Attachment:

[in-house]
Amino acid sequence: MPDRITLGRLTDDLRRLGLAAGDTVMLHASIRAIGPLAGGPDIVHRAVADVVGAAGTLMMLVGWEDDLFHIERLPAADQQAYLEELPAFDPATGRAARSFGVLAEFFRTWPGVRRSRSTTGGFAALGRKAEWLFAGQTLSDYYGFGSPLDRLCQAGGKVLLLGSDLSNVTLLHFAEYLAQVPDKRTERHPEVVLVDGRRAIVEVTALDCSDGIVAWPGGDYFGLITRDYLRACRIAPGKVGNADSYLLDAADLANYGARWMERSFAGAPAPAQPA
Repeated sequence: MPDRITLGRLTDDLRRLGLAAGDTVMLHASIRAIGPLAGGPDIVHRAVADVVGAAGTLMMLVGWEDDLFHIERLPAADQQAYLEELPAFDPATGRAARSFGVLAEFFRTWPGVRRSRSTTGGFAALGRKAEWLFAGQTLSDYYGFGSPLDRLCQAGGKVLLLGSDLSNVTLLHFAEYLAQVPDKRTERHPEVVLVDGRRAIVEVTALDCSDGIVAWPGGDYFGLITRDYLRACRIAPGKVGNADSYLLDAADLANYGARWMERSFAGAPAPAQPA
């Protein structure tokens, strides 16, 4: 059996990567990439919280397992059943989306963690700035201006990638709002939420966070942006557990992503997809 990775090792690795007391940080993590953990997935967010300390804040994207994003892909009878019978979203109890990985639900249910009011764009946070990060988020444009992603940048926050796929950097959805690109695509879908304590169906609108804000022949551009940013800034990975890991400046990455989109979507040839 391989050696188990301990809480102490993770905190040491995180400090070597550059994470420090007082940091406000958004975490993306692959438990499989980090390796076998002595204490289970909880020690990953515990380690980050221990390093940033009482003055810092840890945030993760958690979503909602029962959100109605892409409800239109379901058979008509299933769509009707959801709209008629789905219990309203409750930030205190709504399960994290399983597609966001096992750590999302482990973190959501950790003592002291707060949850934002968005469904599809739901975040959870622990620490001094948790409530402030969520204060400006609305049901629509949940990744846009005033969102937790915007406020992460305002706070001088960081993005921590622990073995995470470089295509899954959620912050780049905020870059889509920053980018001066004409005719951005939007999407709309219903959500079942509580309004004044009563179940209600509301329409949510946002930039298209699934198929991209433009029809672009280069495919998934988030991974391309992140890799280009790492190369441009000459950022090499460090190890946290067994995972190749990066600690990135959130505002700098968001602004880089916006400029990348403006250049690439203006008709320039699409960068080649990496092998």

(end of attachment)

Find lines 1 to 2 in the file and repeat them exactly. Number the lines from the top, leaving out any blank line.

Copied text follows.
[in-house]
Amino acid sequence: MPDRITLGRLTDDLRRLGLAAGDTVMLHASIRAIGPLAGGPDIVHRAVADVVGAAGTLMMLVGWEDDLFHIERLPAADQQAYLEELPAFDPATGRAARSFGVLAEFFRTWPGVRRSRSTTGGFAALGRKAEWLFAGQTLSDYYGFGSPLDRLCQAGGKVLLLGSDLSNVTLLHFAEYLAQVPDKRTERHPEVVLVDGRRAIVEVTALDCSDGIVAWPGGDYFGLITRDYLRACRIAPGKVGNADSYLLDAADLANYGARWMERSFAGAPAPAQPA